The second volume of selection from the manga series featuring battling gourmands steps it up a notch. Sure, the first one talked about Japanese food and what it means to consider Japanese cuisine, but this one not only has a more consistent storyline, but it’s also about something a lot of people would think is more important: booze.
Just a short review, as it’s almost impossible to adequately review anthologies of poetry, I find.
First, this took a long time to read – almost two years on and off – because I found I couldn’t inhale whole tracts of it at a stretch. It’s probably best used as an occasional thing, as something you dip into when the mood strikes. I think it’s probably doing a disservice to the cultures covered to whip through all of their inclusions in one setting, anyway.
I originally started reading the ebook of Whiteley’s enticingly strange The Beauty on my phone to fill in time between sets at a gig. The gig ended up being a bit of a wash, and so I found myself spending more time in the horror-ticultural (I know, right?) world created than in the land of beer and recapture-your-youth music, which is not really how I’d envisioned my Saturday night panning out.
But then, it’s pretty hard for a band, however good, to compete against encroaching vegetation. (more…)
I have a bit of a thing for Japan – I’ve played taiko and I learn the shakuhachi – so I am probably predisposed towards this comic. It’s created by someone who obviously is keen on the collection of islands, and often reads like it’s written for people who share that enthusiasm.
I first began reading Clive Barker’s works when I was a teenager. They were sexy and gruesome and intriguing and I inhaled them. (This is around the time Cabal came out, for reference.) I thought they were edgy and sophisticated and a bit terrifying, especially as they introduced me to ideas I hadn’t really considered before.
I probably should have left it there, in my teenage years. Because slogging through The Scarlet Gospels felt a bit like looking at your old yearbook pictures. You know, the ones with the fucked haircut and a carriage informed by what you believed was cool before you realised cool is bullshit. (more…)
It’s not logical, really, that someone in search of some light graphic novel reading should end up reading a book about serial killer Jeffrey Dahmer. You know, the guy who killed men and had sex with them. The Milwaukee Monster.
This guy. Yeah, you know the one. Somehow, I ended up thinking that reading something written by one of his friends was A Thing To Do in place of, I dunno, reading about muscled science freaks with superpowers. (more…)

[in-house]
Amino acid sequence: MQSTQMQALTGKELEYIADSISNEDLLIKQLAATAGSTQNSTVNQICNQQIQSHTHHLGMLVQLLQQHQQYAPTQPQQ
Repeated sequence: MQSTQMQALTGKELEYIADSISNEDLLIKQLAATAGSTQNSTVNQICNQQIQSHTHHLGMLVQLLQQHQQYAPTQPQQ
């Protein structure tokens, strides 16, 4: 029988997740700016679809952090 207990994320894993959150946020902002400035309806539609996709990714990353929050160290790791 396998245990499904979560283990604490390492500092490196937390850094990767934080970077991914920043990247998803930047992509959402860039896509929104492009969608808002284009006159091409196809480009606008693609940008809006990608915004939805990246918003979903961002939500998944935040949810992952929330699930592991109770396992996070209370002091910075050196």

So. The final volume of Katsuhiro Otomo’s Akira has rolled around on supercharged wheels. It’s carrying some kind of monster thing that I think was a kid once. There’s carpet bombing and from-orbit lasers. There’s annihilation and birth; grotesqueries of form and the simplicity of connection. There’s death, and there’s life.
There’s also a fair chance that for a reasonable part of the work, it’ll feel like you have no idea what the fuck is going on. But that’s ok, because the ending to this tale of conspiratorial struggles to contain universe-warping power really wants to remind you of one thing: everything comes down to the friends you make along the way.
So here we are, the penultimate Akira trade. Though there’s plenty of action, it can reasonably be said that this is the calm before the storm. Characters reappear and regroup, and the progression of both political jockeying and methods of government contingency ‘management’ is marked.
BUT. There’s still a lot of batshittery in here. I mean, did you ever gather in an arena with your raggedy-arse compatriots to watch the moon explode? Well?
Remember ole H.P. Lovecraft? He’s the guy who’s incredibly influential – cosmic horror as we know it really came about because of him – despite being a faintly awful writer. I mean it: I dig a lot of his work, but his writing is stilted and often ludicrous.
The worst mistake you can make, Kroeber taught, is to see another person through the lens of your prejudices. And the second-worst mistake is to think you aren’t looking through the lens of your prejudices.
As befits a misanthropic nihilist, he was also pretty mad racist – and not a lover of jazz – though to mention this seems to attract its fair share of pitchforks. (This is a pretty great article, now deleted, about the topic.) (more…)